It’s all of this flexibility that leads to people who have life challenges (which we mentioned before) often landing here – in our industry – where they have opportunities they often don’t have elsewhere.
These are sometimes aspirational opportunities such as when they can make a difference in the world and sometimes much more mundane opportunities such as keeping a roof over their heads.
Our community is rich with opportunities and thus rich with diversity!
My Own Health Issues
After the prior post, a lot of the community asked me about my health problems in a more specific way.
The reason I seem to have a “laundry list” of concerns is because my key health problems are systemic in effect.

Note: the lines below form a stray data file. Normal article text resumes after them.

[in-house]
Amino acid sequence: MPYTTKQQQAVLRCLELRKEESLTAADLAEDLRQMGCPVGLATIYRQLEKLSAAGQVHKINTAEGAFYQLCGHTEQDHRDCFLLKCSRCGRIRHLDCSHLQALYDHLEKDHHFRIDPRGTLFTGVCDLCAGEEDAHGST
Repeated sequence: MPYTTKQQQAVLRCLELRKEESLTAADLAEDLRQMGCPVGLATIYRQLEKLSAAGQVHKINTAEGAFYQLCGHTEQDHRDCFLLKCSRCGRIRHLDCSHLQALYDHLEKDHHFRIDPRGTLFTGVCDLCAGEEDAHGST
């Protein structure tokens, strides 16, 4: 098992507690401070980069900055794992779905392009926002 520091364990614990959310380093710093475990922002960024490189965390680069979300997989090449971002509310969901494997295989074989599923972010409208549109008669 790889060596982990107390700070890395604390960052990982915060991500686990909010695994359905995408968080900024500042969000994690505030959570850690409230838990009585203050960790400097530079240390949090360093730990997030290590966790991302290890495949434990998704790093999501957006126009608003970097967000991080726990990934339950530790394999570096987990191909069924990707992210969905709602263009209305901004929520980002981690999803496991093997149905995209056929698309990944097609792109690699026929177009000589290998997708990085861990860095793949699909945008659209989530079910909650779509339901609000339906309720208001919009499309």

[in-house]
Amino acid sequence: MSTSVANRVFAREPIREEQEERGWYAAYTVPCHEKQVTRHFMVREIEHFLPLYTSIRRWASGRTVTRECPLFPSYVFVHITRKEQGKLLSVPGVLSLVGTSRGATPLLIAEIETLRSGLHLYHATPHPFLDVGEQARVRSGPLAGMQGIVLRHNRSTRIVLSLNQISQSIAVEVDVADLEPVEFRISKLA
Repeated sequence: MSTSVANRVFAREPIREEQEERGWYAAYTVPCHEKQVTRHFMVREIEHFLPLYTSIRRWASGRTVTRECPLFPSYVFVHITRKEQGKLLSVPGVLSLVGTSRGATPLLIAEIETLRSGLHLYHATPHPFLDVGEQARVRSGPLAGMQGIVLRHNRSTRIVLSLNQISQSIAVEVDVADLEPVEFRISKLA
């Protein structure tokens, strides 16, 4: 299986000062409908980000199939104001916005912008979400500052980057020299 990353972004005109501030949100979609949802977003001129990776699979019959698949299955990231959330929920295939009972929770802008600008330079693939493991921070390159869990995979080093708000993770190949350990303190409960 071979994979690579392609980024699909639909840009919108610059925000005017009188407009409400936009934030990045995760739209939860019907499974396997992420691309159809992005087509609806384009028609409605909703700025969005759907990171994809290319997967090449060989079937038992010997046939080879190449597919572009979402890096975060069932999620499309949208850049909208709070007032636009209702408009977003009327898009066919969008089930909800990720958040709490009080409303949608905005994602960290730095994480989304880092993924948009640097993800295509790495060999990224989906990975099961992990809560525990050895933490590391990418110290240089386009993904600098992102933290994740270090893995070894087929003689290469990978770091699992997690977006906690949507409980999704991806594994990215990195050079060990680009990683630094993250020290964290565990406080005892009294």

Primarily they include:
1) I have a neurovascular malformation on the left temporal region of my brain. It essentially looks an aneurysm site. The problem is that it sits on all of my primary motor centers including respiration and heart rate and causes severe high frequency “migraines”.
Currently 12 to 16 days a month, I have some level of migraine pain and more than half of those days have me bedridden.
2) I also have a ligament mobility disorder. Originally diagnosed as Juvenile Rheumatoid Arthritis. Most likely the correct diagnosis will turn up to be Ehler Danlos Syndrome.
3) Chronic Fatigue Syndrome and/or Fibromyalgia and/or Ehler Danlos (see above). No one really knows for sure, but the Rheumatologist agrees that it’s definitely “something”.
I don’t get restorative sleep like you. I don’t heal like you. I don’t have as many hours awake in my calendar day as you do. Unless, of course, you too have a similar chronic health complication.
Do you know what spoons are? If you’re not familiar with spoon theory, then PLEASE read this: http://askkim.co/spoontheory I’d love to have more spoons.